So I finally made it into Columbia, MO which I will call home for about four days while I attend their 9th annual True/False Film Fest.  For me this is a welcome vacation from work and necessary since I have an abundance of time off built up at work and what better way to indulge in my hobby than attend a film festival.  In my preivous post about what to expect film wise from the festival, I have been able to, in the span of a day, see what makes this festival so unique and vibrant.  Everything about the city (downtown to be precise) seems to come alive from the atmosphere of other film lovers.  Street performers belting out ballads and percussive sounds, to the oppulently dressed volunteers who have made the festival experience enjoyable for me during my first night here.  While I am excited and elated to see what the next several days have in store for me, I am more interested in what the organizers have in store for me when it comes to their fine selection of documentary and non-fiction films.

For my first night as a Lux Passholder (yeah badass I know), I was able to get two films scheduled for the first evening. The first film of my night, not the first of the festival mind you, was being held at The Blue Note, a venue that seems to be no stranger to being at capacity as the documentary that night drew out a heavy crowd which filled the balcony seating and floor seating as well. The documentary that evening is a compelling film that follows the artistic expression and suppression in Mainland China. A nation that seems to be going through the pangs of economic and social expansion, but finds a means to supress expression through limiting and imprisoning the artistic freedoms of the “intellectuals”.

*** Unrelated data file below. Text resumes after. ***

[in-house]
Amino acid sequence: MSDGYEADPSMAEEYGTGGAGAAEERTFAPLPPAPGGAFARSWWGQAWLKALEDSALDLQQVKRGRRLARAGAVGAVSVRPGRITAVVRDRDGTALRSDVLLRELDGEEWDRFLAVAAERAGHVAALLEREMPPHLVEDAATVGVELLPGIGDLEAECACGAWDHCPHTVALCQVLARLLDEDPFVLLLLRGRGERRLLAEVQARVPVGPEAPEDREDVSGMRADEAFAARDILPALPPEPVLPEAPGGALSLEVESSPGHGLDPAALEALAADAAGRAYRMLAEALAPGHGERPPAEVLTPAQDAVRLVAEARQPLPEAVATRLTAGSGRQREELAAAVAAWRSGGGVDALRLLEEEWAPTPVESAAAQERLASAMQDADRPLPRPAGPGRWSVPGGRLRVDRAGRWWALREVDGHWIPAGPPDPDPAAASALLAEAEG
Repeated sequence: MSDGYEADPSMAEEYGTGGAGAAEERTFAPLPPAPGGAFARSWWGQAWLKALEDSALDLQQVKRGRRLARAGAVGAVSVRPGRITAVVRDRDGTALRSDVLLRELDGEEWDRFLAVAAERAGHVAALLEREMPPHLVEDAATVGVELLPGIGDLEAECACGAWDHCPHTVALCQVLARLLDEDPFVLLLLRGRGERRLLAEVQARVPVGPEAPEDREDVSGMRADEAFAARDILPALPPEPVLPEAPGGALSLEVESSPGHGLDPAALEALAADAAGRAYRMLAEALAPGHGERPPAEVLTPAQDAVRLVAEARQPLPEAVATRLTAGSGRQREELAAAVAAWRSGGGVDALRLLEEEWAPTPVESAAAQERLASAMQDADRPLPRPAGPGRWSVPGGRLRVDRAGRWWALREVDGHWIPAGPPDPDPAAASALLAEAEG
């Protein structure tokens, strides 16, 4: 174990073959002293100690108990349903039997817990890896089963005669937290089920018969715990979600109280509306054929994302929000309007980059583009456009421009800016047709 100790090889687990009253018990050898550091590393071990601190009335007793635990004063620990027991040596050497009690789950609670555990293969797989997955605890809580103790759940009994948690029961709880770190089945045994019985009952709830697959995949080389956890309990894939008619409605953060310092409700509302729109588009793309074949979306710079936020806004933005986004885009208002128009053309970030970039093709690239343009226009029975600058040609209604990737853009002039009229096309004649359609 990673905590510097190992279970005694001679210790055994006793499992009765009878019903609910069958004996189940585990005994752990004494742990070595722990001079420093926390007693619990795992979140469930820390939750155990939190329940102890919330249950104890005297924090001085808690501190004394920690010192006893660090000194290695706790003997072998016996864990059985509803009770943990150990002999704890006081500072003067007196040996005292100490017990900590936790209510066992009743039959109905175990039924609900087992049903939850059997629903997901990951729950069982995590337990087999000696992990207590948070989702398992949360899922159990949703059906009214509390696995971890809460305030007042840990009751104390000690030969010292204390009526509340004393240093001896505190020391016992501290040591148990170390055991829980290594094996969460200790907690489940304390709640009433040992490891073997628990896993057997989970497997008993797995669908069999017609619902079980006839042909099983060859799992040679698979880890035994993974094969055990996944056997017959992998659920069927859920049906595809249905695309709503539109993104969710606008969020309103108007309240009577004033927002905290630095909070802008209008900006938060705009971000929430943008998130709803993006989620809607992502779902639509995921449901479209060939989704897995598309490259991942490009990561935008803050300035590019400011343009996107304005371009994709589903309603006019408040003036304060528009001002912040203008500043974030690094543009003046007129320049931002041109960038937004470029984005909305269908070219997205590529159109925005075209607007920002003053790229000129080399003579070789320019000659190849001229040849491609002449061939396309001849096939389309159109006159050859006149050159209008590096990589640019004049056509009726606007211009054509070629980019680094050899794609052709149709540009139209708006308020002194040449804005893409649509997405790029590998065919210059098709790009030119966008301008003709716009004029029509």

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Documentary of the Day – Waste Land

Now I come to the close of my month long documentary posts.  I had to think about what would be a good documentary to close out this little venture, thinking I needed a grand opus of a film to make my closing mark.  I could have gone many ways with this post, choosing something provocative or entertaining.  I decided to continue with the theme of art, mainly because I enjoy my previous post on “Exit Through The Gift Shop”, which was an entertaining look at the street art world through the lens of hype and commercialism.

Today I chose Waste Land, a documentary that marries a beautiful style of art and humanity.  It is one of the more emotionally challenging films, viewing art through those that inspire the artist and how a piece of them makes its way into the work.  Portraits made of rubbish, all made to look like the people who work with the garbage everyday and there is a story and face behind each work.